Headphones are near or at the top of the list of common items that have an impact on quality of life. We wear them when running, in bed, on trains and flights, and some of us even eat, drink, and sleep while wearing them. What’s the point? A decent pair can help you live a better life. And what about a duo that isn’t that great? Not at all. So stay with us for the next 5-10 minutes, and we’ll clear the air, help you narrow your options, and maybe even open your eyes as well as your ears. And if you just want to look at headphone accessories or see a list of our favourites, go ahead – we’ll meet you farther down.
Make a plan for how you’ll use your headphones.
Will you be wearing your headphones on the plane, in your listening room, or at the gym? Or even all three? Different headphones are better in different settings, and the rest of this guide will help you figure out which ones are right for you.
Select the appropriate headphone type. The most important decision of all.
Before we move on to wireless options, noise reduction, and smart capabilities, you must first choose your chosen headphone type, so let’s get started. The three most common types of headphones are over-ear, on-ear, and in-ear.
Headphones for Over-the-Ear
Over-ear headphones are the largest of the three styles, encircling or cupping your ear and staying in place with light pressure on your temple and upper jaw. Over-ear headphones are the original, traditional form of headphones and are available in two versions: closed and open. Closed-back headphones naturally keep your music in, preventing others from hearing what you’re listening to, but open-back headphones include openings that allow outside noises in while keeping interior sounds out.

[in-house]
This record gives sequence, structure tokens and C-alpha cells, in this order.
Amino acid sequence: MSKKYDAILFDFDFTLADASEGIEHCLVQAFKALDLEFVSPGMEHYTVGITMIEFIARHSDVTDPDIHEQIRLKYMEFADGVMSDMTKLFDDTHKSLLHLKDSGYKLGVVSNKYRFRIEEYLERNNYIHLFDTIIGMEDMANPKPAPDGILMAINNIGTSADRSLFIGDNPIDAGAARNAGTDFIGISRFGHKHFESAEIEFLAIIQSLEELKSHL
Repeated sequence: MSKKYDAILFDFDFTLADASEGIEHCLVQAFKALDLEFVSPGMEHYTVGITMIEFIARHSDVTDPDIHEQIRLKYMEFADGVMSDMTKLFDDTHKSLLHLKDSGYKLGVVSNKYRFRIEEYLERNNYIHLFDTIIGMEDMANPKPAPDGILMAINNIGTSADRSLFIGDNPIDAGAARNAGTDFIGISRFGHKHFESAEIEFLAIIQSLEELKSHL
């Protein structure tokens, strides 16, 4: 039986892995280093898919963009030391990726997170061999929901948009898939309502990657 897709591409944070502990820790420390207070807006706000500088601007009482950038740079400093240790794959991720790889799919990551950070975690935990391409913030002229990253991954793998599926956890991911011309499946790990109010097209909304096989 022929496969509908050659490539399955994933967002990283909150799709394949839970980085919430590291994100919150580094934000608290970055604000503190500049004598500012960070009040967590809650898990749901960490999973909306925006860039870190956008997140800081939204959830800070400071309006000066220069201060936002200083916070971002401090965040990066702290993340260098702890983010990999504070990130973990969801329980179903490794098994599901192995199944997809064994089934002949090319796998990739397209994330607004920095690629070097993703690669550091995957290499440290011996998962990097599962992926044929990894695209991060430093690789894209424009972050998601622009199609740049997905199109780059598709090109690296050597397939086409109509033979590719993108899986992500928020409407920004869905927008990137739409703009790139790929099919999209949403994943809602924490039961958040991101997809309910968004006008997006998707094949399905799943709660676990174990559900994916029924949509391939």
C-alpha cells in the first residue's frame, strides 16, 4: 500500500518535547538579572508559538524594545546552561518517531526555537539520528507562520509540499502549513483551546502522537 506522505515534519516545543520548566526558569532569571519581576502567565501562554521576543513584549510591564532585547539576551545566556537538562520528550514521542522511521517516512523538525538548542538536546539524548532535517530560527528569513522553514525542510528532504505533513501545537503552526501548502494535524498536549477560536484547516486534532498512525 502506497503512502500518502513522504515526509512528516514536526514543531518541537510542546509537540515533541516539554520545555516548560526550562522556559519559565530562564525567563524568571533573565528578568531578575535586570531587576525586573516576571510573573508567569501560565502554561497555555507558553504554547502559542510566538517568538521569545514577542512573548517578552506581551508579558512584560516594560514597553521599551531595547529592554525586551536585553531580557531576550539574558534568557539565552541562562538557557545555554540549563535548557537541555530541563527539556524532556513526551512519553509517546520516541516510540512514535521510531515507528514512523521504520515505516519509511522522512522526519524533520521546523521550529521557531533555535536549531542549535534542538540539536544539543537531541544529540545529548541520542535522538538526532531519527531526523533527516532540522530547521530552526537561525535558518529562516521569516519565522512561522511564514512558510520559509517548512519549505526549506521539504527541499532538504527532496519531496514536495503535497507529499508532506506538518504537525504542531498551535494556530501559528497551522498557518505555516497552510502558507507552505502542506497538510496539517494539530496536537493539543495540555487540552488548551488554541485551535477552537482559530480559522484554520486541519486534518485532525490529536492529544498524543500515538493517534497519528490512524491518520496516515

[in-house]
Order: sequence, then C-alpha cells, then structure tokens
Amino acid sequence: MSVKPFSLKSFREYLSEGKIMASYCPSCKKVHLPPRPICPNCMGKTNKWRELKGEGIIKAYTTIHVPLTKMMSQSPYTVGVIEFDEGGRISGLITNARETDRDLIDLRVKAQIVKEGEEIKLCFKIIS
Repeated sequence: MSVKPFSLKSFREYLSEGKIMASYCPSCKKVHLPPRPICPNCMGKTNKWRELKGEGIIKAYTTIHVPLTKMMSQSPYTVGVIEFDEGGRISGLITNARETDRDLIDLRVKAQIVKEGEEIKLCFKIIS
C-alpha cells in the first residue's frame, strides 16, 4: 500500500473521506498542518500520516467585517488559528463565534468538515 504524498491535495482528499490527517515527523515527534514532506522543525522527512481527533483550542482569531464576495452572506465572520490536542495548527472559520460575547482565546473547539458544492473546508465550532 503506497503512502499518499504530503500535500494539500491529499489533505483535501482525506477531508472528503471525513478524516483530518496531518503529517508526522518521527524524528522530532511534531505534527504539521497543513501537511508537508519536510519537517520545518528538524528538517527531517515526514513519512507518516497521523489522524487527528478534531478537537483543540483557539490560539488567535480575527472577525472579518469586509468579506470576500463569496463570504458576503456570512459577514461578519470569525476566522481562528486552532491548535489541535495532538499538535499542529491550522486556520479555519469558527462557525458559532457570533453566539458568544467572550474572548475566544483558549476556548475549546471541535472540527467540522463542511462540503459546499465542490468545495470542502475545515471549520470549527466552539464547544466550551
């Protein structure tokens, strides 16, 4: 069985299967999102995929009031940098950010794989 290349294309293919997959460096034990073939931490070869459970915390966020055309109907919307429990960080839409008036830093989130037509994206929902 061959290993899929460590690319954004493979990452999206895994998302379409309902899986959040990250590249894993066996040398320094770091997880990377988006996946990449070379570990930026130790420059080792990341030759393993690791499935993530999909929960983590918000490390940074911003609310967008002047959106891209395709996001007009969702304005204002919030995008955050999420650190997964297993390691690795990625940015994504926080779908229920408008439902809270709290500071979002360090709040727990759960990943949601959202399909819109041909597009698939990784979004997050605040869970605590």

Headphones for On-Ear Use
On-ear headphones, like ear muffs, are smaller and lighter than over-ear headphones and stay on your head by applying pressure directly to your ears. On-ear headphones are available in both open and closed versions, however on-ear headphones often allow more ambient sound to pass through than over-ear headphones.
The Good On-ear headphones are the best compromise between blocking out the outside world while allowing some sound in, making them great for use in the office or at home. Many types fold up into a small compact package, and some people claim that on-ear headphones don’t become as hot as over-ear headphones do. (Though, no pun intended, we believe the “hot” issue is usually only a concern if you’re working out in them and get overheated.) Nothing becomes really heated.)
Typical on-ear headphone complaints: After a while, too much pressure on the ears hurts. When I shake my head, they fall off. No matter what, some ambient sound gets in. They snag my earlobes. I miss the deeper bass tones that over-ear versions provide.
Some believe that at the same price, a decent set of on-ear headphones (with superb noise cancelling built-in) is comparable to an over-ear counterpart.
Headphones for In-Ear Use